Roxi Leanne Anthony went to be with her heavenly father on January 8, 2022, with her family by her side. She was 77 years old. Roxi was born in Bellingham, WA on October 7, 1944, to John and Helen Pazaski (Place). As a young girl Roxi spent numerous hours along with her older sister, Terri taking dance classes and practicing the piano. Roxi excelled in school and was placed in an advanced math class in junior high school where she met a group of girlfriends that call themselves the “chums.” She met her future husband, Roger thru her girlfriends and their older siblings. Roxi graduated from Bellingham High School in 1962 and married Roger on September 7, 1963. Roxi worked at Georgia-Pacific as a keypunch operator until the couple welcomed their daughter, Lyndsi in 1965 on what was supposed to be her baby shower. Roxi had their second child, son Bryce in 1969 and six weeks later moved with their three-year-old daughter and newborn son back to Rockville, MD to be with Roger and his new teaching position. When the family returned to Washington in 1970, they decided to buy a house in the Everett area, now known as Mukilteo. While Roger was teaching high school, Roxi stayed home with their two kids until they started kindergarten. She took pride in spending quality time with her children and started babysitting for a next-door neighbor who needed to return to work as a nurse. Roxi became so attached to that little girl that she decided she really wanted another child and a little over a year later, their second son, Kyle was born in 1975.
Some of Roxi’s favorite pastimes were watching her kids play sports, taking walks with her neighborhood girlfriends, volunteering in her kid’s classrooms and being the “Room Mom.” She made sure she went on all the field trips and baked treats for their classes. She loved to use her brain and challenge herself. Watching Jeopardy was her nightly “brain teaser.” She loved to bake and would send her family off to school and work with homemade lunches every day. She was the mom that baked homemade bread, cookies, jellies, jams, granola, and we’re fairly certain that we were the only kids in school who had never had a Hostess treat in their lunch! Roxi’s love for anything “burnt” was well known. She loved everything really, really done from toast to bacon, pancakes and especially cookies. She was famous for her lemon bars, rhubarb-custard pies, and the “snails” she would make a few times a year.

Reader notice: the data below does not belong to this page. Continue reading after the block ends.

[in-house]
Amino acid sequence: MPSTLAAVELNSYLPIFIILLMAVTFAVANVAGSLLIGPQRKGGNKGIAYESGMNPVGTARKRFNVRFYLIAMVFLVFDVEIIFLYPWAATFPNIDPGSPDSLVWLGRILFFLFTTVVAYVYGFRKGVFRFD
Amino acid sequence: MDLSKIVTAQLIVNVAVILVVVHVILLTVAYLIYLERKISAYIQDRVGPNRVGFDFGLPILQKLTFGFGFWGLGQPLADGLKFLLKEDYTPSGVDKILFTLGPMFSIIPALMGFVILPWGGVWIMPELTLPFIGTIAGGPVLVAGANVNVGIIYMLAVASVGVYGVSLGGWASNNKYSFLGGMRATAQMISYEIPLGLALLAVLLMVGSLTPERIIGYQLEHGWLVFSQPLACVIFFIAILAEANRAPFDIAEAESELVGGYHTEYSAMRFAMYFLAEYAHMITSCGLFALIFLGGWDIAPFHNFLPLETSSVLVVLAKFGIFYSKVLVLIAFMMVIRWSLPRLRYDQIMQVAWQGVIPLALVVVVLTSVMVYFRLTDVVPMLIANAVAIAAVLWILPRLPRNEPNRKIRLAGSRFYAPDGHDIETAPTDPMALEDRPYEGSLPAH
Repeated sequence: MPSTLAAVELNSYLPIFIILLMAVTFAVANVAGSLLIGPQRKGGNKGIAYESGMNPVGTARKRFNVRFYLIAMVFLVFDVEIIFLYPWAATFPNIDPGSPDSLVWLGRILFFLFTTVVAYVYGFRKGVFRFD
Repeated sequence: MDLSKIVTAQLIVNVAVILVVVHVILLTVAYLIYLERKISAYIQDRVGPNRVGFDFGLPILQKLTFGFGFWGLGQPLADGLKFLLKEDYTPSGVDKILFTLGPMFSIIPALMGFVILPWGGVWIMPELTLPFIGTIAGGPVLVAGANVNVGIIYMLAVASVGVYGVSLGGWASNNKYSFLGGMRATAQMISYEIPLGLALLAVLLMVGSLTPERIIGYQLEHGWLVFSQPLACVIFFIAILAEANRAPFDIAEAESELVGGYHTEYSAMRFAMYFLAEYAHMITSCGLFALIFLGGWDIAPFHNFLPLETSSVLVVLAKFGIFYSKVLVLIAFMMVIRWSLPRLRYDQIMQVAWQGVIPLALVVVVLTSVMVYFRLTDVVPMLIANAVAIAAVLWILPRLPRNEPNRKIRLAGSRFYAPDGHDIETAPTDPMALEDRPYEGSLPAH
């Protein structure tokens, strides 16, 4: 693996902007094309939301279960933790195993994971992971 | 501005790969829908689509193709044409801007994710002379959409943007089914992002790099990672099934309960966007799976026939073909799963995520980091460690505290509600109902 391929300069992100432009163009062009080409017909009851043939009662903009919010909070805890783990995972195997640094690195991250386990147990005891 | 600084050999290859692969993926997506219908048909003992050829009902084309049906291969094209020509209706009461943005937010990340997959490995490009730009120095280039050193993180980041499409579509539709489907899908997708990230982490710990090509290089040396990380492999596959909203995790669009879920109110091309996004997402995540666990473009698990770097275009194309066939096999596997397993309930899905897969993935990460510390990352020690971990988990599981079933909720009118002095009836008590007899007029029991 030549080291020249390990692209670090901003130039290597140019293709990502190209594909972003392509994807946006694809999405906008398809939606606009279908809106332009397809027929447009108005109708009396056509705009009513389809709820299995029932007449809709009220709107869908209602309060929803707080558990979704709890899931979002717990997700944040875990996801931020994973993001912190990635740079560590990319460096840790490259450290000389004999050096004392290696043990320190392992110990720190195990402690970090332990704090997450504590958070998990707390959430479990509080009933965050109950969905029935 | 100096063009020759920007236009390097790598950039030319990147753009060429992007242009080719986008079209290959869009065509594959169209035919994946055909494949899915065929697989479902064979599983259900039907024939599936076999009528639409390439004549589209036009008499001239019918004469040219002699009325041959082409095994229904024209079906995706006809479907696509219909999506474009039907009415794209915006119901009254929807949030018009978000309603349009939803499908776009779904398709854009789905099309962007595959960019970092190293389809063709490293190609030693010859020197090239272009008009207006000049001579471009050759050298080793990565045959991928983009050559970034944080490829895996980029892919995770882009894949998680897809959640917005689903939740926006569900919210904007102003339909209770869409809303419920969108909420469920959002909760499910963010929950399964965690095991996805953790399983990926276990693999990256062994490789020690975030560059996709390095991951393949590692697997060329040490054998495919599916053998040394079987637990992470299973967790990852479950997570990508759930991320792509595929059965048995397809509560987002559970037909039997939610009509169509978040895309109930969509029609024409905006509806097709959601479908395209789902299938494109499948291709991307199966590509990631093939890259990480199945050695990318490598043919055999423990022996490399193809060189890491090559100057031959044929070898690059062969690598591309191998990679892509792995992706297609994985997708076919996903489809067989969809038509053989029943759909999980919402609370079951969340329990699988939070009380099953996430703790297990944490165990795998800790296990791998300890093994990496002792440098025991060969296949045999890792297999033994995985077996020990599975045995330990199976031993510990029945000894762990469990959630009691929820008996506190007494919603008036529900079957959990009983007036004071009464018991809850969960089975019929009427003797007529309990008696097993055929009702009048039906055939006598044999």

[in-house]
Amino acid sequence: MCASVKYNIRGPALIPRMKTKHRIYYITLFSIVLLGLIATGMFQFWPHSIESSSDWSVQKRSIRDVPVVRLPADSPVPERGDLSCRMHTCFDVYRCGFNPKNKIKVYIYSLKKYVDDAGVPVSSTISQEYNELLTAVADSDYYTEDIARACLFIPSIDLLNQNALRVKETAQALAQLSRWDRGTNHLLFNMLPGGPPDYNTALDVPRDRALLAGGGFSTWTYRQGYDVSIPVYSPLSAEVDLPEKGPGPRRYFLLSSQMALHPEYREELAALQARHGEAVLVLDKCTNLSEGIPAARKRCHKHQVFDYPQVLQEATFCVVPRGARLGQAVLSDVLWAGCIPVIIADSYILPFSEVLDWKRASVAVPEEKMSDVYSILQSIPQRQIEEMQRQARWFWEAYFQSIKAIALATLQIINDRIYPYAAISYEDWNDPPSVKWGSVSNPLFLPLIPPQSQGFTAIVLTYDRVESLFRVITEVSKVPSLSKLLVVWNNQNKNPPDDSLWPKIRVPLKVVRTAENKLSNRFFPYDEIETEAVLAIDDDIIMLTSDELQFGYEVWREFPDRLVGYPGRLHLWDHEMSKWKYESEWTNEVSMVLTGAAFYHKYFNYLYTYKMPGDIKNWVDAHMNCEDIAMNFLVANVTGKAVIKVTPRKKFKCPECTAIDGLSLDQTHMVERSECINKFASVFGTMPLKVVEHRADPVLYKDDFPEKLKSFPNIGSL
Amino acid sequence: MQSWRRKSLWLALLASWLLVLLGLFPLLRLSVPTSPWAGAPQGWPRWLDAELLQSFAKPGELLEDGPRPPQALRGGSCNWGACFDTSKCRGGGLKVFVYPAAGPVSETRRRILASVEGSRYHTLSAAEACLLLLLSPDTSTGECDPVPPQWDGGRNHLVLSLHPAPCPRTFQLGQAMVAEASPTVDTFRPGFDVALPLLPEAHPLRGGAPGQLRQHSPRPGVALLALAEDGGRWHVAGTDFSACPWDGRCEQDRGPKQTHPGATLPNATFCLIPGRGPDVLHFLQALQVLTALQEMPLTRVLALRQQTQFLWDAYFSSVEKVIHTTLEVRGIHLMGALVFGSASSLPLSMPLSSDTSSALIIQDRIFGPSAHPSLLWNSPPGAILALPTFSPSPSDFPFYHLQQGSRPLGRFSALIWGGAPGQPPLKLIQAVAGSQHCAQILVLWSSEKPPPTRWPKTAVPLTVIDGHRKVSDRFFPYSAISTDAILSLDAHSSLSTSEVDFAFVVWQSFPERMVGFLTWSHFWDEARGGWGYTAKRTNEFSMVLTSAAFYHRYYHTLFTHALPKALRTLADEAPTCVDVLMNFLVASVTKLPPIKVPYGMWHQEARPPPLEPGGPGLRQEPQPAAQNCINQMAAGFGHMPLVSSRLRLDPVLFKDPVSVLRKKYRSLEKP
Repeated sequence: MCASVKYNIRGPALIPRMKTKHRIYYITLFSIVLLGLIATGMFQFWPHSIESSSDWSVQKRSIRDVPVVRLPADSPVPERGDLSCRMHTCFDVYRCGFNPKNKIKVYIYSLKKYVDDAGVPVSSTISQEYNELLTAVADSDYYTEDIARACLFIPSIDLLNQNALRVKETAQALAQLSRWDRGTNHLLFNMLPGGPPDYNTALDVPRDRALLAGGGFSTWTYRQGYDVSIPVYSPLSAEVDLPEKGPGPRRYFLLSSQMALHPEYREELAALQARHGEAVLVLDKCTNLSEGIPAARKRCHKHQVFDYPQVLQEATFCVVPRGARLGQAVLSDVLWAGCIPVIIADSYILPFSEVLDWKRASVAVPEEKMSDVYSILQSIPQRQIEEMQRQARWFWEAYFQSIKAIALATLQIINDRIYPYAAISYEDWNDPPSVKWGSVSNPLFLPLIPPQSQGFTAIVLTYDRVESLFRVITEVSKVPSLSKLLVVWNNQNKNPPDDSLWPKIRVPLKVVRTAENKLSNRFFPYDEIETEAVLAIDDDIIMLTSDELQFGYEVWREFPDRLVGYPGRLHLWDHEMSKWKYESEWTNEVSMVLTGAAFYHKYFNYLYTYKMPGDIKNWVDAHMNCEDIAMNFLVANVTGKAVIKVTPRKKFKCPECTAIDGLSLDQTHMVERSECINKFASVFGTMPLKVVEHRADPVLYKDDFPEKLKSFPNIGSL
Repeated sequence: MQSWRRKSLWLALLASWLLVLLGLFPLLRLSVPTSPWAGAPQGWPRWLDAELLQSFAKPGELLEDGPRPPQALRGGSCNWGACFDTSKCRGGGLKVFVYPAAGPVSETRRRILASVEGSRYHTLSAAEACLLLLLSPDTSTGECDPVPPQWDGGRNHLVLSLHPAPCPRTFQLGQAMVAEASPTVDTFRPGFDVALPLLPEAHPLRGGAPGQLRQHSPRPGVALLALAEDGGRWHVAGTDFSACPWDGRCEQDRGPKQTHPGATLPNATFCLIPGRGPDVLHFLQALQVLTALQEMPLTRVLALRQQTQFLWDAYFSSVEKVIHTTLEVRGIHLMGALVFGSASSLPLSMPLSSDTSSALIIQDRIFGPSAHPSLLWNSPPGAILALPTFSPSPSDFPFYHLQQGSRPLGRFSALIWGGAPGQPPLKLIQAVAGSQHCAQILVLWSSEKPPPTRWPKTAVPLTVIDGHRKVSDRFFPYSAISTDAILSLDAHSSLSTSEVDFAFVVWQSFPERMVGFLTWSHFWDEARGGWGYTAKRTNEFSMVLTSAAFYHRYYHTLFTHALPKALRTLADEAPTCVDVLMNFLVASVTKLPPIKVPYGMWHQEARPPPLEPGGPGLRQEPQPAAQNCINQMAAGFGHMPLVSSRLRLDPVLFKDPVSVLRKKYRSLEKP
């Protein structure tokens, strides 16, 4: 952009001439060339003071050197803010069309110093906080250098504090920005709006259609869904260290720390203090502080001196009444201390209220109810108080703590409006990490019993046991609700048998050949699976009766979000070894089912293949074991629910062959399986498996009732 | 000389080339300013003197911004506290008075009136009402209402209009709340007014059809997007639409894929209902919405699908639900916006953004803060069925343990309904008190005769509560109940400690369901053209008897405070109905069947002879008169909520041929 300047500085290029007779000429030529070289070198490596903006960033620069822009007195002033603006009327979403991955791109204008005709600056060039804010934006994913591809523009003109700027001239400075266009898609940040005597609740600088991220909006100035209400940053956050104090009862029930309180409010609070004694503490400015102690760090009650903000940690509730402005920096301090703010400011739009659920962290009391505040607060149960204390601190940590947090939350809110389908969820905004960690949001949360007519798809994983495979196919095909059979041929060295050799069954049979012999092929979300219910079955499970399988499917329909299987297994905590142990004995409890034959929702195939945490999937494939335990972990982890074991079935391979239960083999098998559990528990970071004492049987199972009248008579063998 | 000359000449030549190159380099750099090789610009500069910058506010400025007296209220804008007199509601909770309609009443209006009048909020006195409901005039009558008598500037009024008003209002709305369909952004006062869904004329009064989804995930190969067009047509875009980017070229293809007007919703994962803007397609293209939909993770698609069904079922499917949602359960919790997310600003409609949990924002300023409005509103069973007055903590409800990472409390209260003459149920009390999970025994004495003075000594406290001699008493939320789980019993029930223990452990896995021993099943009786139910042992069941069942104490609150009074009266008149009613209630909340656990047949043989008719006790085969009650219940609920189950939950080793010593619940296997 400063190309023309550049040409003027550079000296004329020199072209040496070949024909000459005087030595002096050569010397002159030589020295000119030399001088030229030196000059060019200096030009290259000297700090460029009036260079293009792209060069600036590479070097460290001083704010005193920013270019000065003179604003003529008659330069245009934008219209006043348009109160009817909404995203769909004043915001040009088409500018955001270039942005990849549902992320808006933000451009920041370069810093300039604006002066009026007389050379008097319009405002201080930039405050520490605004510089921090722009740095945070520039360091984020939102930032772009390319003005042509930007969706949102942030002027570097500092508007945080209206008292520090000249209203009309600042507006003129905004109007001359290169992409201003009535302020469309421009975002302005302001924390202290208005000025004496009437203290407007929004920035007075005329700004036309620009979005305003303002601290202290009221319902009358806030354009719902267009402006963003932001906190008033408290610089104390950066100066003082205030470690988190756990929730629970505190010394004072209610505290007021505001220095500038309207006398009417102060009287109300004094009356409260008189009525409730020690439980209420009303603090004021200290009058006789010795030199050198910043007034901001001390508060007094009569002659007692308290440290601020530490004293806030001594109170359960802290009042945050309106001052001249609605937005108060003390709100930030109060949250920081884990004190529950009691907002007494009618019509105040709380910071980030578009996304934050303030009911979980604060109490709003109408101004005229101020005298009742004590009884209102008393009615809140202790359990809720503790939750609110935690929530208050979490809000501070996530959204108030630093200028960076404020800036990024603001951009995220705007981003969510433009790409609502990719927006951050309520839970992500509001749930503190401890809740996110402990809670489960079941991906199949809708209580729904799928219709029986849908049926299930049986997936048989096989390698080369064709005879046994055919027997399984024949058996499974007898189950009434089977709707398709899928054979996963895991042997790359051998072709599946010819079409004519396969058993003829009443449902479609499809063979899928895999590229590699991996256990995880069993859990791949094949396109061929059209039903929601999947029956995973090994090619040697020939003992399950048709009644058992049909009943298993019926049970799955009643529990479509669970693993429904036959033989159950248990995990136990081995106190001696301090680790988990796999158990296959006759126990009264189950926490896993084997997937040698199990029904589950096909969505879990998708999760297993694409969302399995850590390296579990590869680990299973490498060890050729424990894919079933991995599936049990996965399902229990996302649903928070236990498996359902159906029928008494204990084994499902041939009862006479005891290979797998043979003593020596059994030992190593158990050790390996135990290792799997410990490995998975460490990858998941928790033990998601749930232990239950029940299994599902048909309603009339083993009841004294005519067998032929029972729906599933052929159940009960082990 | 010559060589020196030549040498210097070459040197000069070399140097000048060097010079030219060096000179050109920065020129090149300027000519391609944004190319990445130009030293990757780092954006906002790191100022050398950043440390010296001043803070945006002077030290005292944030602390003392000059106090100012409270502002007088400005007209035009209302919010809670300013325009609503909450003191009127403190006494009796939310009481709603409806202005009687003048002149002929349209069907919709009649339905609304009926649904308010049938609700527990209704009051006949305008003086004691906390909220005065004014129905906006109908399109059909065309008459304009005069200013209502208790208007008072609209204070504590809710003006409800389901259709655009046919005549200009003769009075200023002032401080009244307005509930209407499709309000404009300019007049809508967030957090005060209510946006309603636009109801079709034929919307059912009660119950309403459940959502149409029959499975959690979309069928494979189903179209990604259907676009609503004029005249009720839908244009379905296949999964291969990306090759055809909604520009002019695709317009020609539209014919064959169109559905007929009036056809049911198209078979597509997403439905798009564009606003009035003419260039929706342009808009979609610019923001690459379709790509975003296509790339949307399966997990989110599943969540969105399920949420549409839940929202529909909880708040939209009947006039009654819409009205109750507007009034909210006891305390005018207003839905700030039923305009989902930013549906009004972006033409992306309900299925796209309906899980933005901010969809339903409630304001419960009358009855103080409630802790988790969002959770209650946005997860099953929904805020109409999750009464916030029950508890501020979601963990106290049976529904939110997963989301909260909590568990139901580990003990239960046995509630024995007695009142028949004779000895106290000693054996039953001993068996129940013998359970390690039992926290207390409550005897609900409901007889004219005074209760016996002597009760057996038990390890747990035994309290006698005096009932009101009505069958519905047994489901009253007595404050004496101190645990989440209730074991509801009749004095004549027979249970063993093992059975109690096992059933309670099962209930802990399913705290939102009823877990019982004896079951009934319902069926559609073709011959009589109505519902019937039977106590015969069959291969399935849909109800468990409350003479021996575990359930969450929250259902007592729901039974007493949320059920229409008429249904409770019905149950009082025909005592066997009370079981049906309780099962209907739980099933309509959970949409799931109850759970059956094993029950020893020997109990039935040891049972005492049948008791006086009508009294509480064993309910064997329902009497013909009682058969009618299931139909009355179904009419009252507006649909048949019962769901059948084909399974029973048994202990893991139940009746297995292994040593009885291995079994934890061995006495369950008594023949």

Unlike her husband Roger who had a deep love for the water, Roxi tolerated it as long as she didn’t have to put her face in it! She loved to go boating and sailing especially the six-week vacations when they would take the family up in the San Juan Islands and around the Puget Sound. She was the perfect second mate for Roger and trusted him to keep their young family safe on the water. You could find Roger at the helm of the sailboat while Roxi was usually down below making lunch or dinner or curled up reading a good book.
Roxi will be remembered as a “roll-with-the-punches” sort of person who liked to get things done and always challenged you. The minimum was never enough for her, and she didn’t expect that from anyone who knew her. If an assignment was to write ten pages, then you knew you were going to write fifteen and include more pictures than was required. That was just the kind of person and mentor she was. She once stayed up all night helping her daughter rewrite and then type up her 30-page Junior Conflict paper in high school.